The House members, by the mainstream media and by Wikipedia. The caucus, which draws together 45 members of the House of Representatives, is the furthest to of any major political formation in the . The most extreme and flamboyant politicians in America, like scandal-plagued Matt Gaetz of Florida and gun-toting Lauren Boebert of Colorado, are proud to call the caucus their political home. Even Marjorie Taylor Greene of Georgia, after threatening to form an explicitly racist “America First” caucus, chose ultimately to continue promoting her nativist, QAnon-inspired beliefs from within the .is routinely described as conservative, by its
By any reasonable measure, the description of the caucus when he said in 2017, “They’re anarchists. They want total chaos. Tear it all down and start over. That’s where their mindset is.”and its members are not conservative. Because of their disruptive tactics and rhetoric, their contempt for bedrock conservative values like the rule of law and their embrace of the most radical populist in modern history, they are more akin to European far- politicians like those in the Alternative for Germany and Fidesz. Traditional recognize that the caucus and its members have nothing to do with the party they joined many years ago. Former House Speaker John Boehner, a more traditional , gave an apt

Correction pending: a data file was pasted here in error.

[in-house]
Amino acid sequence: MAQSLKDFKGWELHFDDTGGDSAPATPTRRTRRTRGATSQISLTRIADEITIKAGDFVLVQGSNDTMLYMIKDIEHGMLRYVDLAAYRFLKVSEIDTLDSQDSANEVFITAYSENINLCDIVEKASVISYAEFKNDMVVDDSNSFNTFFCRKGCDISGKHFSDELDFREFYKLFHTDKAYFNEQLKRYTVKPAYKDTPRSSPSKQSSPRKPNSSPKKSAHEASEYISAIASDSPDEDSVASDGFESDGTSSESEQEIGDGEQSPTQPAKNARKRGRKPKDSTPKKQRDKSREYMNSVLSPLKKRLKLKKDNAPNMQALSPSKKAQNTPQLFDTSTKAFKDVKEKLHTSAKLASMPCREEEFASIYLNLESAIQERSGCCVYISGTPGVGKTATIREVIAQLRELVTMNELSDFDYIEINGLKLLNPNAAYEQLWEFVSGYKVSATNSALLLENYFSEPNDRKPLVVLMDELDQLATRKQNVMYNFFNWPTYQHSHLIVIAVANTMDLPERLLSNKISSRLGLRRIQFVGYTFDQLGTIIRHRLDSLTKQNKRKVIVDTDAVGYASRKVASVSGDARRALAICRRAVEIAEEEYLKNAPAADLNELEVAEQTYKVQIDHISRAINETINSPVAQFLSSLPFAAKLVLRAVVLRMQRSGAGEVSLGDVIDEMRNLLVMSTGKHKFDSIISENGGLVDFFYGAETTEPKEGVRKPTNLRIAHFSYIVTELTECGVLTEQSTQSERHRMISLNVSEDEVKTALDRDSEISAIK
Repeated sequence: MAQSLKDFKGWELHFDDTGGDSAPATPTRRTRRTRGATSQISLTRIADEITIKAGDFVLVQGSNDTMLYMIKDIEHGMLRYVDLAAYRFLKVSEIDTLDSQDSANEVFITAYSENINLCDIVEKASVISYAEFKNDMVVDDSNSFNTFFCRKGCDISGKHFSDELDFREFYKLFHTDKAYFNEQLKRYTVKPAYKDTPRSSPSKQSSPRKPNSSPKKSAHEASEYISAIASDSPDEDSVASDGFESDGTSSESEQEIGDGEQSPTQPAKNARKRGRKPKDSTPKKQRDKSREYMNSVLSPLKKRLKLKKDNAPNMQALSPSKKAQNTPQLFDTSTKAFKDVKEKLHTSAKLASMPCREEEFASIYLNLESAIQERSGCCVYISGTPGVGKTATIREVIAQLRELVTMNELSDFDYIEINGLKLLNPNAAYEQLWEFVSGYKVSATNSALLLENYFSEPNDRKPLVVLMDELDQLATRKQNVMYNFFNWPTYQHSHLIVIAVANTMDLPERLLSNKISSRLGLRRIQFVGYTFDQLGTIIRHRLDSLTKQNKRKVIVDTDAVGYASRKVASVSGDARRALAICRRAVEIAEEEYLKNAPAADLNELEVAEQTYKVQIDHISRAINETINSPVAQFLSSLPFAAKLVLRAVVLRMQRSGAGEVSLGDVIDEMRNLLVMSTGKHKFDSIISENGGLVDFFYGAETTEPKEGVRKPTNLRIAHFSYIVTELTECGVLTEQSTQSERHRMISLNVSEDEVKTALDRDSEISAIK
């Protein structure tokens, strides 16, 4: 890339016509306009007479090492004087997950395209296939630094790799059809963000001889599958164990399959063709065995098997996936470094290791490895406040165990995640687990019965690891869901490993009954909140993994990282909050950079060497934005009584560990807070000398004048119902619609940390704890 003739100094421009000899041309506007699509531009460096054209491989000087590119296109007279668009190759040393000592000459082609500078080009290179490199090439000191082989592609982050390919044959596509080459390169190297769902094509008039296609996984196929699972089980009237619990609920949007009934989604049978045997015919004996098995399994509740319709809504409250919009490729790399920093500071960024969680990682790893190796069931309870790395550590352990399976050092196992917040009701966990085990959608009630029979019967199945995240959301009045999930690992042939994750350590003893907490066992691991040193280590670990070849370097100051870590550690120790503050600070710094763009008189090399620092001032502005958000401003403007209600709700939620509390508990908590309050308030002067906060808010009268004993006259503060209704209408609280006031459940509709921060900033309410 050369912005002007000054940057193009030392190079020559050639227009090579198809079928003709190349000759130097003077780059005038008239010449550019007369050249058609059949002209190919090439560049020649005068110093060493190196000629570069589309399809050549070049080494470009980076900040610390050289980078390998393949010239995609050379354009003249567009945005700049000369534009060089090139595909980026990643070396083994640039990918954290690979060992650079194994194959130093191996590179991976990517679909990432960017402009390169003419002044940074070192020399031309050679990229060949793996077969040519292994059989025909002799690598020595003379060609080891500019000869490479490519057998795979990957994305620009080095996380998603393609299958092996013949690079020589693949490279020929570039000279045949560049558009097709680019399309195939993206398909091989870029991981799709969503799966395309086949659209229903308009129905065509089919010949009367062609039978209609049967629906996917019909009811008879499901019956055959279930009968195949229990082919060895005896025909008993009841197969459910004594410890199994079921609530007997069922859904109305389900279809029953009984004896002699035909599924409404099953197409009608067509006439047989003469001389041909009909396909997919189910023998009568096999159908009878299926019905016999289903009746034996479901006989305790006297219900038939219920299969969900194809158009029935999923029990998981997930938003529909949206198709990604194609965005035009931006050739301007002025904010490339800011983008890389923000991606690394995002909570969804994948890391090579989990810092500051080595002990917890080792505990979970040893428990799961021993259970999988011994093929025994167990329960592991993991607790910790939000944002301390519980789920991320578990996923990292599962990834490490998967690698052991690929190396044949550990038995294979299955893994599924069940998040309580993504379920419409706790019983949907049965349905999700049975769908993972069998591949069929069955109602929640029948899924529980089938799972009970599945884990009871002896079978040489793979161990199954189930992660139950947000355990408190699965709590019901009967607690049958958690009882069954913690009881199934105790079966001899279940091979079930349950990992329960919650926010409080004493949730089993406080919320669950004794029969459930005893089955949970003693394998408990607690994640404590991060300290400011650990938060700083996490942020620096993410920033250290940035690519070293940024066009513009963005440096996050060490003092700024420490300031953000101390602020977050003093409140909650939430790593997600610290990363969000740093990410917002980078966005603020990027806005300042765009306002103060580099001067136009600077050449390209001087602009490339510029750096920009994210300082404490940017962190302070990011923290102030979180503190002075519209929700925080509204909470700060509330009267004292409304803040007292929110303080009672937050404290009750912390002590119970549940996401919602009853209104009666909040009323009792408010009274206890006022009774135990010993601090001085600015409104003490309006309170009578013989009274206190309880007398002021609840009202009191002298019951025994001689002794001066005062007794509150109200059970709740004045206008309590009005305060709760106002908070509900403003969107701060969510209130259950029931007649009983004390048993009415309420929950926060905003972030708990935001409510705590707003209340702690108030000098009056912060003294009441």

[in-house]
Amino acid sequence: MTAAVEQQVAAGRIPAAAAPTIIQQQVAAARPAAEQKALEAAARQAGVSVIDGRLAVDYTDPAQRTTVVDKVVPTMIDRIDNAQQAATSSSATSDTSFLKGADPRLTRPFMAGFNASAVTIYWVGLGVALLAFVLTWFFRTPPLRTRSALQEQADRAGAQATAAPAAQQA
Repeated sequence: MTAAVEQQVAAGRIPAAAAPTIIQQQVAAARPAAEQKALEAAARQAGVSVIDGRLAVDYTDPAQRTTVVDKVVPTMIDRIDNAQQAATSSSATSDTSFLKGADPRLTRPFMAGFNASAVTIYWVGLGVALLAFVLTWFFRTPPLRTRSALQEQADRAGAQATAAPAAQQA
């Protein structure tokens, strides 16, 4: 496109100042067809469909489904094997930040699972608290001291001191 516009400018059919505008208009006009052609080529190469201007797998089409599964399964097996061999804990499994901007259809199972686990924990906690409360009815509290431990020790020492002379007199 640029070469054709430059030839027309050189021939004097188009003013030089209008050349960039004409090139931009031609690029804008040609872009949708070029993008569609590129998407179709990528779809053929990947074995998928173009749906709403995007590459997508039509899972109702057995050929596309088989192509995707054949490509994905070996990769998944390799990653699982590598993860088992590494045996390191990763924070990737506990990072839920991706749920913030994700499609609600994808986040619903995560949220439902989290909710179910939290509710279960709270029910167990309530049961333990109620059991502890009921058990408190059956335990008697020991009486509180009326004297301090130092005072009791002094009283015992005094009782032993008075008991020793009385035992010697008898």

Can the US Really Rally Other Nations?
The misidentification of the called a “conservative” president. Certain policies, like the dismantling of environmental regulations or the promotion of laissez-faire economics, have also been erroneously called “conservative.” Various media outlets and personalities, from One America News to Glenn Beck, have likewise been mislabeled “conservative.” When The Washington Post tries to rectify the problem by labeling far- activist Ali Alexander an “ ,” it only makes matters worse. An should be even more determined to uphold the status quo rather than, like Alexander, trying to undermine it.as “conservative” is not the only example of the misuse of this term. At various points over the last four years, Donald Trump was